Although Secretary Kelly had been hesitant to release additional visas, Congress granted him the authority to increase the total number available in an effort to eliminate the hardship to U.S. businesses that have relied on these workers in the past, but were unable to fill temporary, seasonal positions because the visas ran out on March 13, 2017.

The additional 15,000 H-2B visas come with new requirements. In order to file the petition, the employer must:

  • Possess a certified Temporary Labor Certification (TLC) with a start date before October 1, 2017
  • Ensure the start date on the petition matches the start date on the TLC (if the TLC has a start date prior to June 1, 2017, a new recruitment must be conducted)
  • Submit an attestation stating the employer will suffer irreparable harm, defined as “permanent and severe financial harm” if it cannot hire all of the requested H-2B workers

Once the petition has been filed:

  • A job order must be posted with the State Workforce Agency for five days within one business day of the filing
  • One newspaper ad must be posted while the job order is running
  • Applicants must be interviewed and a recruitment report must be prepared and maintained

While evidence of irreparable harm is not required, submitting some documentation could be helpful. In any case, employers must maintain documentation of the harm for three years and present it if requested.

Once the petition is approved, the employee may need to obtain an H-2B visa before entering the U.S. Given the requirements, processing times, and the fact that new recruitments may have to be conducted, it can take up to eight weeks to put new H-2B workers on the payroll.

Although employers hoped for more, the 15,000 visas should provide some relief to those who are able to file quickly and satisfy the requirements of the new rule.

For help filing H-2B petitions, please reach out to your Jackson Lewis attorney.

DHS announced on July 17, 2017, a one-time increase of 15,000 H-2B visas – still short of the number Congress had authorized. Given visa processing times, it may already be too late for businesses that rely on the summer season.

The summer is half over and well-known vacation areas are in turmoil because companies have not been able to find enough seasonal workers to handle the influx of tourists. Restaurants and bakeries on Cape Cod, amusement parks in the Midwest, hotels on lake islands, and fisheries in Alaska have been looking for temporary workers to fill jobs usually taken by trusted, experienced workers who return to work for them seasonally, sometimes year after year, on H-2B visas.

The statutory limit on the number of H-2B visas available each year is 66,000. However, until last year, an exemption from the limit for “returning workers” allowed more. In 2016, Congress failed to renew that exemption. In March 2017, H-2B visas for seasonal workers ran out. This means that employers relying on such seasonal workers, particularly those that constitute the summer tourist industry, have been left in the lurch. Congressmen from states that need seasonal workers failed to gain enough support for legislation to reinstate the exemption. In May, however, a provision was added to the omnibus spending bill that authorized Secretary of DHS John Kelly to increase the number of visas available from 66,000 to as high as 129,000. Employers have been anxiously waiting for more visas, but, until July 17, none have been forthcoming, and time was running out for companies that need revenue from the summer season to stay in business.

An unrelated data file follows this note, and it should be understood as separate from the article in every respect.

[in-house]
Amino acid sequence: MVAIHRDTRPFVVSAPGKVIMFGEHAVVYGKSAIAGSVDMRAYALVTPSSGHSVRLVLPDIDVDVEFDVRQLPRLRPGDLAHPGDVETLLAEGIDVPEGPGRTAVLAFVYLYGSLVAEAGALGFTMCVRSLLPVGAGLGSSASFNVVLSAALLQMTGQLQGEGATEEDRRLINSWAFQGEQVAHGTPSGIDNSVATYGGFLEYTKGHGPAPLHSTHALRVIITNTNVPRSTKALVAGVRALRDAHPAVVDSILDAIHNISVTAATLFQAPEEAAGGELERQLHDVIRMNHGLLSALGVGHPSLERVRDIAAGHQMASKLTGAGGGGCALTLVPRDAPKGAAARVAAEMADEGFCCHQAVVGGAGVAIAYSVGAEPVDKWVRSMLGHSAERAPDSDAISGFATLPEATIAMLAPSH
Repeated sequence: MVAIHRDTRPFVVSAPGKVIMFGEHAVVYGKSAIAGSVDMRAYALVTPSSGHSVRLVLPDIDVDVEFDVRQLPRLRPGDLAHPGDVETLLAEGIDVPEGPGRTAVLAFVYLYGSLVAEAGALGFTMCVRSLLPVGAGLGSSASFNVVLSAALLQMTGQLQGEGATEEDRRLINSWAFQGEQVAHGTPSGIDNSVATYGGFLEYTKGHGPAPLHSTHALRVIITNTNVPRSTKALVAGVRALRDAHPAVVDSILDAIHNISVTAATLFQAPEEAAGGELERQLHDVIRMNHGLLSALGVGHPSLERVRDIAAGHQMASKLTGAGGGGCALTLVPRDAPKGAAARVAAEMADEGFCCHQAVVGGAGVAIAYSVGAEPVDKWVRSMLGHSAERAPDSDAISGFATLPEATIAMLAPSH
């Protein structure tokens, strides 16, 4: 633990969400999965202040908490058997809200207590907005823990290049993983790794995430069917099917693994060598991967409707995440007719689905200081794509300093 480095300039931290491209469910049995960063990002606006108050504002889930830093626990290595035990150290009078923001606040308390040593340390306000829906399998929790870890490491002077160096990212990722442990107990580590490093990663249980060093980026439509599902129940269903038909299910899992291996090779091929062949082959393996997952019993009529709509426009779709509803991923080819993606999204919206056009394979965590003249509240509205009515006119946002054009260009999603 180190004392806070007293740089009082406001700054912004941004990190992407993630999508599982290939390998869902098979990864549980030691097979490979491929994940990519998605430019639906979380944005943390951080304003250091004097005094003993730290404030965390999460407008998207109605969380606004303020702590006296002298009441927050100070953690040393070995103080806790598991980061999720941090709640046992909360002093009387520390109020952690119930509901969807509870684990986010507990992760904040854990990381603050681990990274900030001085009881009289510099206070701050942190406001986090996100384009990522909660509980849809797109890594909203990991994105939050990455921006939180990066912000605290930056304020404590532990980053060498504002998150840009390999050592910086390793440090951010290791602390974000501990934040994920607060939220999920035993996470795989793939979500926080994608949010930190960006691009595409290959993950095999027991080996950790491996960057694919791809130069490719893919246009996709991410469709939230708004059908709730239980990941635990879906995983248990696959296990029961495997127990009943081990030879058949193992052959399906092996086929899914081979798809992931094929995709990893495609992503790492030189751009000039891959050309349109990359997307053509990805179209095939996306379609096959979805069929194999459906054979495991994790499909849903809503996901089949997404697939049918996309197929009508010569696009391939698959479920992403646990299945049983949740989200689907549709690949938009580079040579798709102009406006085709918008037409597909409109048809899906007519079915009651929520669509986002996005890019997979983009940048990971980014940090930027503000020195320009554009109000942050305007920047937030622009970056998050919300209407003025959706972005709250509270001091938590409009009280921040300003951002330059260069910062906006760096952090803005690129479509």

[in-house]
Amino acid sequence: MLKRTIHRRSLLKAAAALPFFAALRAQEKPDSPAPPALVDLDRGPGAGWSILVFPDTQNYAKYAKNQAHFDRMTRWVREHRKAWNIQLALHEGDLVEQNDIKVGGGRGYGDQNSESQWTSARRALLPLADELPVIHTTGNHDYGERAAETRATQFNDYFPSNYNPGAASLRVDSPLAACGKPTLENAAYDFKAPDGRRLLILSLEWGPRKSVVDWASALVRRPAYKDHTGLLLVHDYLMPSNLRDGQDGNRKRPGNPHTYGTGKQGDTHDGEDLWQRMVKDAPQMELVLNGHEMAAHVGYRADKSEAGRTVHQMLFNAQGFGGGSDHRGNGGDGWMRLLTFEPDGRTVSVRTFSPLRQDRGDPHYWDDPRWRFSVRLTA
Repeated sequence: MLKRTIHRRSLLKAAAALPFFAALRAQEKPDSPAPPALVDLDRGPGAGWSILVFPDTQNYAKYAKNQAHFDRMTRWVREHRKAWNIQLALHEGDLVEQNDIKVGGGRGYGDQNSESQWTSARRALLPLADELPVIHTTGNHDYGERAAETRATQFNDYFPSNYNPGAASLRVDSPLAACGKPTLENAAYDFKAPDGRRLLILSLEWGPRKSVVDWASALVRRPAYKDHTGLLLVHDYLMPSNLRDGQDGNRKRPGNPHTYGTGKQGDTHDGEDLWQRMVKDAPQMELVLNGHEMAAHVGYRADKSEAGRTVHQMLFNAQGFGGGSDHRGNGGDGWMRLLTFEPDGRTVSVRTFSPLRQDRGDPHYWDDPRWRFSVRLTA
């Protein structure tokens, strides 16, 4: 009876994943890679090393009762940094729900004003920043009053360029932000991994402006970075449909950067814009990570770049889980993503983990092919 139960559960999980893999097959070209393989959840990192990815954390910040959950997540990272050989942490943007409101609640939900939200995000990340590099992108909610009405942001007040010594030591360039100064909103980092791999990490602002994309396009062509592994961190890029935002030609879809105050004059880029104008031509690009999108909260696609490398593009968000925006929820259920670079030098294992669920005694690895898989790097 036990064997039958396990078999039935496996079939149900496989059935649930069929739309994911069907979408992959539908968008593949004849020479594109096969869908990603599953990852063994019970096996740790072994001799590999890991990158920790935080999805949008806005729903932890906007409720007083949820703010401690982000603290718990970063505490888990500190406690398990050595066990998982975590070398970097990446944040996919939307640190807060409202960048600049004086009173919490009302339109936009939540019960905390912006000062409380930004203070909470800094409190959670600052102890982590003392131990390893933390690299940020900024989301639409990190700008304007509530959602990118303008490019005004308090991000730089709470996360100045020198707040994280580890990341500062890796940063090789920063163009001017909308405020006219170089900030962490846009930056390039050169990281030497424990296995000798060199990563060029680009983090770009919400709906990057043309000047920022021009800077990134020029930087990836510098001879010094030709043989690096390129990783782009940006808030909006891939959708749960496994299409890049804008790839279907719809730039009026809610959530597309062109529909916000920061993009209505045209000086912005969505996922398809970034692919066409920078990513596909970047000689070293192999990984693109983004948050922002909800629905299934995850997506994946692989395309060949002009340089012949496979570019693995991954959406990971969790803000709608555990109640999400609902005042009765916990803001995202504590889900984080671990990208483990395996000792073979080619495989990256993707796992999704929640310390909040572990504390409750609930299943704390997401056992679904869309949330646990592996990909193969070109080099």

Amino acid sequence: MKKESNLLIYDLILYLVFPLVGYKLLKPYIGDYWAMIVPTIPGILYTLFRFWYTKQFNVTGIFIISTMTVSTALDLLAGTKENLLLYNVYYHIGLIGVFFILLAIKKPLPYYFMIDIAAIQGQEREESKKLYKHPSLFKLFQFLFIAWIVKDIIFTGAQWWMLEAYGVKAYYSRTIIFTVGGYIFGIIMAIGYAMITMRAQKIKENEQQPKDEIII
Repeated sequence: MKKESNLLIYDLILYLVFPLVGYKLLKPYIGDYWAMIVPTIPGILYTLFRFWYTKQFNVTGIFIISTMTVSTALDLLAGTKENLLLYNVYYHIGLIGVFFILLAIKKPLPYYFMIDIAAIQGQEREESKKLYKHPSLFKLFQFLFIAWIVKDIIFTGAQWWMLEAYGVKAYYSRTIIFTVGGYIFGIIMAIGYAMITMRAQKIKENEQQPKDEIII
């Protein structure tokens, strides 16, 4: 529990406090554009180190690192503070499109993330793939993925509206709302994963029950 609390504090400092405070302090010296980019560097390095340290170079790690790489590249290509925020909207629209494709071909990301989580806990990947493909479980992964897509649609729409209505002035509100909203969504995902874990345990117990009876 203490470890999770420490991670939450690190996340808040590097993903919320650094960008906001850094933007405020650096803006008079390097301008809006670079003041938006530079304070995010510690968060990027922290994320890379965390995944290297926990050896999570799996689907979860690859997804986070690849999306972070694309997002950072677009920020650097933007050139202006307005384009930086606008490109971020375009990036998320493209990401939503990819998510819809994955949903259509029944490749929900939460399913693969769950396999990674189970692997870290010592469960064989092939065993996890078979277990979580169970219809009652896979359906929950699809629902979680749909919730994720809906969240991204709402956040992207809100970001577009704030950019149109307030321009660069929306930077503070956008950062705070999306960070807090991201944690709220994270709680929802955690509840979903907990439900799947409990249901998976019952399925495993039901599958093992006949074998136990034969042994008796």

In June, Congressman William Keating (whose district includes Cape Cod) reported Secretary Kelly stated that his sense of the omnibus resolution was that Congress did not want to expand the number. Keating responded that there was “huge bipartisan support for [the increase]” and that it would not come at the cost of any U.S. worker jobs.

Employers are continuing to struggle to find U.S. workers. Lacking sufficient staff, businesses have had to cut their hours of operation, creating a ripple effect among U.S. workers in the tourist industry who are losing hours as well. Some businesses are turning to overtime. For many, that is not a sustainable model.

At the end of June, DHS announced that Kelly would use the authority granted by Congress to increase the visa number limit. On July 11, Senator Thom Tillis (R-N.C.), who represents a state that uses more H-2B visas than any (besides Texas and Colorado), put a “hold” on President Donald Trump’s nominee for USCIS director, Lee Francis Cissna, until Kelly releases more H-2B visas.

If you are in need of H-2B workers, contact your Jackson Lewis attorneys for further information.